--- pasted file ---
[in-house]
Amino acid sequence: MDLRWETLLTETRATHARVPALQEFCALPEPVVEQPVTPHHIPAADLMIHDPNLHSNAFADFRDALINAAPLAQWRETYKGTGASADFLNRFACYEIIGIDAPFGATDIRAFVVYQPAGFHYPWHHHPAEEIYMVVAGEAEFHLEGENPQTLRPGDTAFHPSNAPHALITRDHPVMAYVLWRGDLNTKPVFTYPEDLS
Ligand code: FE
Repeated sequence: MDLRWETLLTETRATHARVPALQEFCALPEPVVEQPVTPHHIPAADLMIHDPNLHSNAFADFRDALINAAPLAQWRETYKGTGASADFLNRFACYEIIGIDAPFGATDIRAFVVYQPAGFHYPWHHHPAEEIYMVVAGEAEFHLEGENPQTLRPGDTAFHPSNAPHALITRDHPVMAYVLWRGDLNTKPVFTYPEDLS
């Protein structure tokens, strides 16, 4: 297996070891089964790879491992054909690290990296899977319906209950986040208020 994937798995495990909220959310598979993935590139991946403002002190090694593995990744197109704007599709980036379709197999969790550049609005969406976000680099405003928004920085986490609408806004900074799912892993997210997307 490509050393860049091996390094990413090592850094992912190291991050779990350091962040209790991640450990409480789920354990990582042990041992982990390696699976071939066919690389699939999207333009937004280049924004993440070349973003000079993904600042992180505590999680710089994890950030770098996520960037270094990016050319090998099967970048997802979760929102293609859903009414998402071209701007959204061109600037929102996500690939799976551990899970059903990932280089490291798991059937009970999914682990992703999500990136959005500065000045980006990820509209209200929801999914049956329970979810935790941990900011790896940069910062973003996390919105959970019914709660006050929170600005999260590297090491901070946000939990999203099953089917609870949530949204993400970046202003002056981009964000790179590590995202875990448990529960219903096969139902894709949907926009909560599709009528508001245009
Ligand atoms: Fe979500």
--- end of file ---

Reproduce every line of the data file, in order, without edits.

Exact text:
[in-house]
Amino acid sequence: MDLRWETLLTETRATHARVPALQEFCALPEPVVEQPVTPHHIPAADLMIHDPNLHSNAFADFRDALINAAPLAQWRETYKGTGASADFLNRFACYEIIGIDAPFGATDIRAFVVYQPAGFHYPWHHHPAEEIYMVVAGEAEFHLEGENPQTLRPGDTAFHPSNAPHALITRDHPVMAYVLWRGDLNTKPVFTYPEDLS
Ligand code: FE
Repeated sequence: MDLRWETLLTETRATHARVPALQEFCALPEPVVEQPVTPHHIPAADLMIHDPNLHSNAFADFRDALINAAPLAQWRETYKGTGASADFLNRFACYEIIGIDAPFGATDIRAFVVYQPAGFHYPWHHHPAEEIYMVVAGEAEFHLEGENPQTLRPGDTAFHPSNAPHALITRDHPVMAYVLWRGDLNTKPVFTYPEDLS
């Protein structure tokens, strides 16, 4: 297996070891089964790879491992054909690290990296899977319906209950986040208020 994937798995495990909220959310598979993935590139991946403002002190090694593995990744197109704007599709980036379709197999969790550049609005969406976000680099405003928004920085986490609408806004900074799912892993997210997307 490509050393860049091996390094990413090592850094992912190291991050779990350091962040209790991640450990409480789920354990990582042990041992982990390696699976071939066919690389699939999207333009937004280049924004993440070349973003000079993904600042992180505590999680710089994890950030770098996520960037270094990016050319090998099967970048997802979760929102293609859903009414998402071209701007959204061109600037929102996500690939799976551990899970059903990932280089490291798991059937009970999914682990992703999500990136959005500065000045980006990820509209209200929801999914049956329970979810935790941990900011790896940069910062973003996390919105959970019914709660006050929170600005999260590297090491901070946000939990999203099953089917609870949530949204993400970046202003002056981009964000790179590590995202875990448990529960219903096969139902894709949907926009909560599709009528508001245009
Ligand atoms: Fe979500």